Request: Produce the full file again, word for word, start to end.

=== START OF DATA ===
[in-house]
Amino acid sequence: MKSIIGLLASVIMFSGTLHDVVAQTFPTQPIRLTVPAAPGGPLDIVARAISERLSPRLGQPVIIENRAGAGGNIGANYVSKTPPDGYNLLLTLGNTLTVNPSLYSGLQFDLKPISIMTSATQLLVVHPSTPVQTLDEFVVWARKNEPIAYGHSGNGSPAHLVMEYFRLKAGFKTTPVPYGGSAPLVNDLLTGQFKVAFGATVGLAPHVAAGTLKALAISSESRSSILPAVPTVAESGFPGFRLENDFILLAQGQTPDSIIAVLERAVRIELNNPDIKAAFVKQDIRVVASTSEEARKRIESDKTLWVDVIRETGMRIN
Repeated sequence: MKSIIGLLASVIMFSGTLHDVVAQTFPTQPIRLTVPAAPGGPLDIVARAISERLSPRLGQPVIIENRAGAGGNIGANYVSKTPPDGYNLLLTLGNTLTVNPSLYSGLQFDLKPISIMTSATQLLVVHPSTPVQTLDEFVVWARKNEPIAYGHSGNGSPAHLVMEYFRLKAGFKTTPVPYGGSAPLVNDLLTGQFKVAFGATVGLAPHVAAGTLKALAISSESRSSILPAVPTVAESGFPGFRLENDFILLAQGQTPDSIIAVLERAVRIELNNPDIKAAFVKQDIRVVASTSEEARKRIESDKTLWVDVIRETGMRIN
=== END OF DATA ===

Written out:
[in-house]
Amino acid sequence: MKSIIGLLASVIMFSGTLHDVVAQTFPTQPIRLTVPAAPGGPLDIVARAISERLSPRLGQPVIIENRAGAGGNIGANYVSKTPPDGYNLLLTLGNTLTVNPSLYSGLQFDLKPISIMTSATQLLVVHPSTPVQTLDEFVVWARKNEPIAYGHSGNGSPAHLVMEYFRLKAGFKTTPVPYGGSAPLVNDLLTGQFKVAFGATVGLAPHVAAGTLKALAISSESRSSILPAVPTVAESGFPGFRLENDFILLAQGQTPDSIIAVLERAVRIELNNPDIKAAFVKQDIRVVASTSEEARKRIESDKTLWVDVIRETGMRIN
Repeated sequence: MKSIIGLLASVIMFSGTLHDVVAQTFPTQPIRLTVPAAPGGPLDIVARAISERLSPRLGQPVIIENRAGAGGNIGANYVSKTPPDGYNLLLTLGNTLTVNPSLYSGLQFDLKPISIMTSATQLLVVHPSTPVQTLDEFVVWARKNEPIAYGHSGNGSPAHLVMEYFRLKAGFKTTPVPYGGSAPLVNDLLTGQFKVAFGATVGLAPHVAAGTLKALAISSESRSSILPAVPTVAESGFPGFRLENDFILLAQGQTPDSIIAVLERAVRIELNNPDIKAAFVKQDIRVVASTSEEARKRIESDKTLWVDVIRETGMRIN